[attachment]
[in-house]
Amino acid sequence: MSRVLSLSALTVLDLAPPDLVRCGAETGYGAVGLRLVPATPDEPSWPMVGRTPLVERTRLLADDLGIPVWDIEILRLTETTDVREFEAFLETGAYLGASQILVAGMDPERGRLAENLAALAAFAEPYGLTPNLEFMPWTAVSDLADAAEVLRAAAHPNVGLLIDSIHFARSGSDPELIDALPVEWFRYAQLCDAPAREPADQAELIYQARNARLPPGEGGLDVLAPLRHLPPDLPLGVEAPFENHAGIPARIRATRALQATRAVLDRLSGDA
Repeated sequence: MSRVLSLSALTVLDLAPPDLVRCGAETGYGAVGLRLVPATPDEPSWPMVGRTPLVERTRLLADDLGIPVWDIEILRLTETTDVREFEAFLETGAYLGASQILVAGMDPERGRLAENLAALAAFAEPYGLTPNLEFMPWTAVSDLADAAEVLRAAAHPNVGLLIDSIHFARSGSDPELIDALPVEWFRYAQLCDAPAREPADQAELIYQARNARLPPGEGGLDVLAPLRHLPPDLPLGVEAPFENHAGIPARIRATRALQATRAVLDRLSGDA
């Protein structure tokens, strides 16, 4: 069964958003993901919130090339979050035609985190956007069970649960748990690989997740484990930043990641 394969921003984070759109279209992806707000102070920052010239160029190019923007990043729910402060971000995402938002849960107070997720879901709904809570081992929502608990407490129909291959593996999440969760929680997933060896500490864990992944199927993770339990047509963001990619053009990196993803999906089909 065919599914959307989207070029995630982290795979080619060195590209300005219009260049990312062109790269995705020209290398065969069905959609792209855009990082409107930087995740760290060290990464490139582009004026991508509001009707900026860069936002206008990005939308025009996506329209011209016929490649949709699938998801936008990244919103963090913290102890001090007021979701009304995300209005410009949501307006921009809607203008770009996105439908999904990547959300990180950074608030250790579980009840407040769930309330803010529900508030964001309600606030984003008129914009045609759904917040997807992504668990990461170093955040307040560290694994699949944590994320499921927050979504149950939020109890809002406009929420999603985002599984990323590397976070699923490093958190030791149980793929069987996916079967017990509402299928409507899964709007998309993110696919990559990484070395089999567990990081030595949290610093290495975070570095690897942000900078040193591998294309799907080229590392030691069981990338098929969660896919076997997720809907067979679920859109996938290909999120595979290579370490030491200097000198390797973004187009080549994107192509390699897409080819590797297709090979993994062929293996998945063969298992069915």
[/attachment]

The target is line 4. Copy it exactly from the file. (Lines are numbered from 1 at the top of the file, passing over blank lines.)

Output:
């Protein structure tokens, strides 16, 4: 069964958003993901919130090339979050035609985190956007069970649960748990690989997740484990930043990641 394969921003984070759109279209992806707000102070920052010239160029190019923007990043729910402060971000995402938002849960107070997720879901709904809570081992929502608990407490129909291959593996999440969760929680997933060896500490864990992944199927993770339990047509963001990619053009990196993803999906089909 065919599914959307989207070029995630982290795979080619060195590209300005219009260049990312062109790269995705020209290398065969069905959609792209855009990082409107930087995740760290060290990464490139582009004026991508509001009707900026860069936002206008990005939308025009996506329209011209016929490649949709699938998801936008990244919103963090913290102890001090007021979701009304995300209005410009949501307006921009809607203008770009996105439908999904990547959300990180950074608030250790579980009840407040769930309330803010529900508030964001309600606030984003008129914009045609759904917040997807992504668990990461170093955040307040560290694994699949944590994320499921927050979504149950939020109890809002406009929420999603985002599984990323590397976070699923490093958190030791149980793929069987996916079967017990509402299928409507899964709007998309993110696919990559990484070395089999567990990081030595949290610093290495975070570095690897942000900078040193591998294309799907080229590392030691069981990338098929969660896919076997997720809907067979679920859109996938290909999120595979290579370490030491200097000198390797973004187009080549994107192509390699897409080819590797297709090979993994062929293996998945063969298992069915």